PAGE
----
The NHS is undergoing a period of immense and controversial change. While politicians and medical unions heatedly debate its future, estates managers are being asked to save money, save energy and cut carbon. All on tight schedules, tighter budgets and while navigating policy.
Like most public sector organisations, the NHS is asked to cope with huge upheaval with each government. Its size means that the complexities of policy are amplified when staff attempt to implement changes.
New Labour’s policy of replacing the NHS estate via private finance initiatives (PFIs) was waylaid by change of government and recession with the consequential drying-up of funds. Professor Alan Short, who lectures on architecture at the University of Cambridge and is one of a group of academics researching the difficulties involved in making the NHS estate sustainable, believes that “a number of trusts have been stranded” as a result.
So the NHS has had much thrown at it in the way of policy and funding changes in the past. But in the next three years it is being asked to save £20bn. Or 4-5% of its total budget year-on-year. With an annual energy bill of £500m and a CRC league table to think of, NHS estates are a prime target for money-saving measures.
Balancing restrictive bureaucracy with challenging targets is a demanding task. The NHS Sustainable Development Unit (SDU) recommends that “all new buildings and major refurbishments should be designed to withstand significant climate change and weather extremes”.
It continues: “NHS buildings must be designed to promote sustainable behaviours in staff, patients and visitors and they must be adaptable to support change towards low-carbon pathways.”
The SDU’s Karl Heidel admits that newbuilds find it easier to meet energy-saving targets than older stock undergoing retrofits. He adds: “New buildings of course have to come up to exacting low carbon standards and most, if not all, NHS organisations take the commitment to design low-carbon buildings seriously.”
Short says: “It is the biggest estate in Europe, maybe in the world. It’s absolutely vast. But it is surprising how little you have to do to these hundreds of buildings. The first lesson is not to throw away older buildings with thermal mass and clever ventilation systems.”
He adds: “Our [group of researching academics] particular interest is to see how the buildings will perform through the next century. Climate is set to change markedly. It is very difficult to cool huge public buildings without using ridiculous amounts of energy. [It requires] three times as much energy to cool as to heat.”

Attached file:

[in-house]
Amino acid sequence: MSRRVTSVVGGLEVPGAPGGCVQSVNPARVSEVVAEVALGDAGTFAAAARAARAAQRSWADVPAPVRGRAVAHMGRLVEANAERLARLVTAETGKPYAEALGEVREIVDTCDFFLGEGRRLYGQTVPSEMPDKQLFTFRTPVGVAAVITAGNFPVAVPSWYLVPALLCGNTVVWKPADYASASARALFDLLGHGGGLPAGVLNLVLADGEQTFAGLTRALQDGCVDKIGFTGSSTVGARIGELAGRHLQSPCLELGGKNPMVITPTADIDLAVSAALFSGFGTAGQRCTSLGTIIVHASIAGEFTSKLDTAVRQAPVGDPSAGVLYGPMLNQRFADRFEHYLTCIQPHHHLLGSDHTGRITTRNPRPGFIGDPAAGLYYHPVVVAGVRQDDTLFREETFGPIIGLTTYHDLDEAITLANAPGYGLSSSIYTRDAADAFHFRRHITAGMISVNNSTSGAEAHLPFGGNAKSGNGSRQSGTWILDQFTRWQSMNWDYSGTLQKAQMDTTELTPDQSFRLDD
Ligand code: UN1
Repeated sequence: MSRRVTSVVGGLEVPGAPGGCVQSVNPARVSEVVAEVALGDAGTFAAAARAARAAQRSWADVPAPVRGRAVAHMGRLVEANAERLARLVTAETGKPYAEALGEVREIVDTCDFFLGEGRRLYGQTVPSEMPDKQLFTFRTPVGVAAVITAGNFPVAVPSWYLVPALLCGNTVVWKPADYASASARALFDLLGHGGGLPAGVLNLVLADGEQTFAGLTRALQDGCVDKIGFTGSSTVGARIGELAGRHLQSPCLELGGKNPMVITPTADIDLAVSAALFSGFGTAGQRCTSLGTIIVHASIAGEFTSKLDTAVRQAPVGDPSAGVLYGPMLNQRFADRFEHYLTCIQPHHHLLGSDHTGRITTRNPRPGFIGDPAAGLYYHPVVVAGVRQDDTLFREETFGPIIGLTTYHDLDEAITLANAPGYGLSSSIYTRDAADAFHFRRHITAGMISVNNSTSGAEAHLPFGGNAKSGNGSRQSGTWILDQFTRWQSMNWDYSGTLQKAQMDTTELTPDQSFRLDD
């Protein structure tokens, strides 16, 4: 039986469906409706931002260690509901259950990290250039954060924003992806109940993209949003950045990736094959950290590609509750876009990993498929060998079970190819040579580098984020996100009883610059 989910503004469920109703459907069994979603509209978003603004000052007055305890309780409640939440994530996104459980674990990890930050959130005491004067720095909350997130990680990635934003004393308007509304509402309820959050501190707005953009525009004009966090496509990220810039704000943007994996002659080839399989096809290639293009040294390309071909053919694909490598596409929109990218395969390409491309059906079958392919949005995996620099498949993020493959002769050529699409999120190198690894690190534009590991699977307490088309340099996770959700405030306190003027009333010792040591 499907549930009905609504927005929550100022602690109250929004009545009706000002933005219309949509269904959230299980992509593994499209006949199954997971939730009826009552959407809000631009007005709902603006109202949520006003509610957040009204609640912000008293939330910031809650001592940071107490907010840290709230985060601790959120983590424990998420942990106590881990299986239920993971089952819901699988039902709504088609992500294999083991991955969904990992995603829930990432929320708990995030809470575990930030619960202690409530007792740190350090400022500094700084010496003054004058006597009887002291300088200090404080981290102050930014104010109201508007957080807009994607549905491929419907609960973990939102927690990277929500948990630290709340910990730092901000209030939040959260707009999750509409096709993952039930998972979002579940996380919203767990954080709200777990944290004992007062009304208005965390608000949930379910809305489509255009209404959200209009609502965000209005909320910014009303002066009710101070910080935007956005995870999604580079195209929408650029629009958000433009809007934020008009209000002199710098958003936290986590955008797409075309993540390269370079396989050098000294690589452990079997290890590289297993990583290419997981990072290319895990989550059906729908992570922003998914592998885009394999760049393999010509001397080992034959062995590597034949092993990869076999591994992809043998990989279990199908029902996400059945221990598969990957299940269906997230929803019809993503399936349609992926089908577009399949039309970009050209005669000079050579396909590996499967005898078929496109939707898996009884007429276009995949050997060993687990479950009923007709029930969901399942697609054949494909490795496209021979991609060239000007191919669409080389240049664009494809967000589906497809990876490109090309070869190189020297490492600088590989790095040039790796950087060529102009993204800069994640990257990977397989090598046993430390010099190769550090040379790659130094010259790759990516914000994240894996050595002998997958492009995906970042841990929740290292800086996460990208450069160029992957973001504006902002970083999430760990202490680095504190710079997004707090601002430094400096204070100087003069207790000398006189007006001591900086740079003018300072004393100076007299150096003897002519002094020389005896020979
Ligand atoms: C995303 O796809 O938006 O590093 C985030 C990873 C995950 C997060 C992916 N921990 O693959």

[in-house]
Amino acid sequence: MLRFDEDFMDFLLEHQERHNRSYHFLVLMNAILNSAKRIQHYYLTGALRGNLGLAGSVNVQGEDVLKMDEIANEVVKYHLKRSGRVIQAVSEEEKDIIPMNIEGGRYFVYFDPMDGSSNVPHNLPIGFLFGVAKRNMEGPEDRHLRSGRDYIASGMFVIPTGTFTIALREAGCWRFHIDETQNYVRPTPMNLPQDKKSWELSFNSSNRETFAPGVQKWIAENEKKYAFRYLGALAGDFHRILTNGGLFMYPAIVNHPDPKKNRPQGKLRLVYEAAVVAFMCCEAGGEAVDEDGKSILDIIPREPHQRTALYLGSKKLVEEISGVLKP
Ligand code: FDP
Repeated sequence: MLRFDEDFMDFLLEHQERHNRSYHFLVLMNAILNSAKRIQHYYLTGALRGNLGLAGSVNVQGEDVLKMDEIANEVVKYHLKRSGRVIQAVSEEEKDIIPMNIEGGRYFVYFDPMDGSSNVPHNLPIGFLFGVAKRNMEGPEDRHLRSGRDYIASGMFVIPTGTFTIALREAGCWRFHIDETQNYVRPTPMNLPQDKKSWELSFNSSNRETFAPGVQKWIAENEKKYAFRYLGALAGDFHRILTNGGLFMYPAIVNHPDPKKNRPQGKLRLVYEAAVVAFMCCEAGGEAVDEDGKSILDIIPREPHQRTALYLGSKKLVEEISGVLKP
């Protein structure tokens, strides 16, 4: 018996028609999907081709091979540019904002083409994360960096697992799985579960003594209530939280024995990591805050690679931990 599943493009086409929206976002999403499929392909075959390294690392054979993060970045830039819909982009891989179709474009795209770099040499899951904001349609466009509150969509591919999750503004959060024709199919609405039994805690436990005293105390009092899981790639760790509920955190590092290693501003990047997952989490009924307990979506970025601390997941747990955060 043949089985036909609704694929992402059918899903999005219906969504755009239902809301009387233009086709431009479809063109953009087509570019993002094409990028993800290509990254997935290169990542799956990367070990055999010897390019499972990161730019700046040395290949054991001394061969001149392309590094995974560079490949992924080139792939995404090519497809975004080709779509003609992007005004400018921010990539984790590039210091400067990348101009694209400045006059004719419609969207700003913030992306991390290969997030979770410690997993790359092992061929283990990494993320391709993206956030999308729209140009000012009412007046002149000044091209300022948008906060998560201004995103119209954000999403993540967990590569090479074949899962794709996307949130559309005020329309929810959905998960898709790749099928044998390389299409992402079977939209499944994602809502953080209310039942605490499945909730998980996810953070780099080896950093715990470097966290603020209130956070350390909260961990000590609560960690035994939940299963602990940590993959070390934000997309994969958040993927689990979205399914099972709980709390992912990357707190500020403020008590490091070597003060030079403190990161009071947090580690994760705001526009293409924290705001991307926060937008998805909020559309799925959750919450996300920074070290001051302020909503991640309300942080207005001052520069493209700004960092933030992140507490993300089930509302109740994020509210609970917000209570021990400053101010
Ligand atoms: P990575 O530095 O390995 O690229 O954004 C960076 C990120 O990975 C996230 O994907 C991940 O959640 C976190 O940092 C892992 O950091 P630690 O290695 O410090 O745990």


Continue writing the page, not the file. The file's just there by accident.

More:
Current common retrofit measures include focusing on local user controls for heating and cooling and improving system controls and operation, installing insulation and replacing existing glazing or adding secondary glazing.
Imperial College Healthcare NHS Trust has encountered similar problems to many NHS organisations. Its director of estates services, Phil Hudson, thinks the trust’s main problems are twofold. He says: “[Not] knowing the long term future of some parts of the estate … prevents investment in projects which have a payback of greater than say three to five years.”
There is then the eternal problem of obtaining funding. He adds: “As a trust it [Imperial] has limited capital funding and relies on borrowing from schemes such as SALIX. When it becomes a Foundation Trust this situation should improve.”
When retrofitting, Imperial chose to focus on lighting, variable speed drives, building management systems (BMS) and reduced hot water storage via plate heat exchangers. The trust improved its monitoring, targeting and user awareness and feedback.
Behavioural change is also key to reducing energy usage and carbon. However, this prevents challenges due to the ever-changing occupants of a building. Unlike almost any other workplace, as well as a regular set of staff, patients and visitors also impact a building’s energy performance.
Some NHS bodies have begun broadcasting energy usage figures to screens across a site so all occupants, rather than just staff, are aware of how much energy they are consuming. Despite work to lessen energy use, the SDU states that if an NHS organisation uses renewable energy it is often used in addition to the “normal” supply requirements.
Heidel emphasises the importance of measuring energy usage before upgrading a building. He says: “In simple terms, put as much effort into monitoring and targeting as possible. If managers aren’t monitoring their buildings closely then there is no way they can minimise energy loss.”
Short also believes that thinking before taking action is the key to making savings. He says: “You achieve these huge reductions by interfering with the fabric of buildings, not by gluing on lots of fancy renewable technologies. Policy makers think that PV cells are the solution – once you reduce energy [requirements], then yes.”
Sustainability may be key to achieving huge budget reductions, but installing green technologies and infrastructure can represent massive capital outlay. Balancing future saving with current expenditure will always present a challenge.
Heidel says: “Some organisations may see a reduction in funding as a threat to carbon management programmes - this in fact is viewing the situation from the wrong angle. Reducing emissions means saving money with the potential of pumping those savings into front line care. Even if the savings aren’t reinvested, at least savings will have been made.”
This article originally appeared in the May/June issue of Greenbuild. For a free subscription, please click here.
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